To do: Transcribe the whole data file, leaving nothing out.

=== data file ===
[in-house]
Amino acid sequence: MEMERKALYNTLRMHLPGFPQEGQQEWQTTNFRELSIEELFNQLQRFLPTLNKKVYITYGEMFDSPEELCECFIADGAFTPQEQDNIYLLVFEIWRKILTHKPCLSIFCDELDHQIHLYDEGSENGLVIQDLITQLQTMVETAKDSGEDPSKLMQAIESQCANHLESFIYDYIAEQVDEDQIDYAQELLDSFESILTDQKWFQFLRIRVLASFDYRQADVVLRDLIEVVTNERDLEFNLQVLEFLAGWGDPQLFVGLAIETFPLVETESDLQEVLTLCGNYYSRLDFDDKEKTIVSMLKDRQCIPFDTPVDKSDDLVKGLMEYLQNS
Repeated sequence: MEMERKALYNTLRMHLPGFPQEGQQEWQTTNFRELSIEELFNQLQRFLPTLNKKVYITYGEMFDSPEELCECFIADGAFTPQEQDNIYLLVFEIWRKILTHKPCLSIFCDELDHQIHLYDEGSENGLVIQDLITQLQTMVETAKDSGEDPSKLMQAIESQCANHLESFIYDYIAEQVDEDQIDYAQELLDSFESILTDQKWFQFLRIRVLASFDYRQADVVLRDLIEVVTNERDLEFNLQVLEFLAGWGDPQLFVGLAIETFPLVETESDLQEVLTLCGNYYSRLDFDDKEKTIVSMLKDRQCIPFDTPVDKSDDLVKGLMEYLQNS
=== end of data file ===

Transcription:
[in-house]
Amino acid sequence: MEMERKALYNTLRMHLPGFPQEGQQEWQTTNFRELSIEELFNQLQRFLPTLNKKVYITYGEMFDSPEELCECFIADGAFTPQEQDNIYLLVFEIWRKILTHKPCLSIFCDELDHQIHLYDEGSENGLVIQDLITQLQTMVETAKDSGEDPSKLMQAIESQCANHLESFIYDYIAEQVDEDQIDYAQELLDSFESILTDQKWFQFLRIRVLASFDYRQADVVLRDLIEVVTNERDLEFNLQVLEFLAGWGDPQLFVGLAIETFPLVETESDLQEVLTLCGNYYSRLDFDDKEKTIVSMLKDRQCIPFDTPVDKSDDLVKGLMEYLQNS
Repeated sequence: MEMERKALYNTLRMHLPGFPQEGQQEWQTTNFRELSIEELFNQLQRFLPTLNKKVYITYGEMFDSPEELCECFIADGAFTPQEQDNIYLLVFEIWRKILTHKPCLSIFCDELDHQIHLYDEGSENGLVIQDLITQLQTMVETAKDSGEDPSKLMQAIESQCANHLESFIYDYIAEQVDEDQIDYAQELLDSFESILTDQKWFQFLRIRVLASFDYRQADVVLRDLIEVVTNERDLEFNLQVLEFLAGWGDPQLFVGLAIETFPLVETESDLQEVLTLCGNYYSRLDFDDKEKTIVSMLKDRQCIPFDTPVDKSDDLVKGLMEYLQNS